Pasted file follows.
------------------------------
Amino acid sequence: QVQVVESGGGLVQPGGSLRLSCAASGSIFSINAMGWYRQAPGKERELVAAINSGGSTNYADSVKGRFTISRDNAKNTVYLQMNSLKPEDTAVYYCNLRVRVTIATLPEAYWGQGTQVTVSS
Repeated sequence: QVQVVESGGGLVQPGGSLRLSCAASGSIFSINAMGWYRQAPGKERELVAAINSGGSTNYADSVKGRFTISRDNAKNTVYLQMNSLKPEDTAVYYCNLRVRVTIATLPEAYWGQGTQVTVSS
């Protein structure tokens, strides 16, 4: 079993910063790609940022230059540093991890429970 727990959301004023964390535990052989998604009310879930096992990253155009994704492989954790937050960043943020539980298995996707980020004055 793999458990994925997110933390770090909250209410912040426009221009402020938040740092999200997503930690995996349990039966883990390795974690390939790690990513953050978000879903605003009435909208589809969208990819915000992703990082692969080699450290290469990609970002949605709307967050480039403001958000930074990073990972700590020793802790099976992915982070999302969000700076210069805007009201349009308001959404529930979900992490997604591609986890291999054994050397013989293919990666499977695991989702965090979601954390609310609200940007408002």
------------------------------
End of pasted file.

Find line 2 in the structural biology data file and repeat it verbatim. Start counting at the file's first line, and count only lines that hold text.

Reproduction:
Repeated sequence: QVQVVESGGGLVQPGGSLRLSCAASGSIFSINAMGWYRQAPGKERELVAAINSGGSTNYADSVKGRFTISRDNAKNTVYLQMNSLKPEDTAVYYCNLRVRVTIATLPEAYWGQGTQVTVSS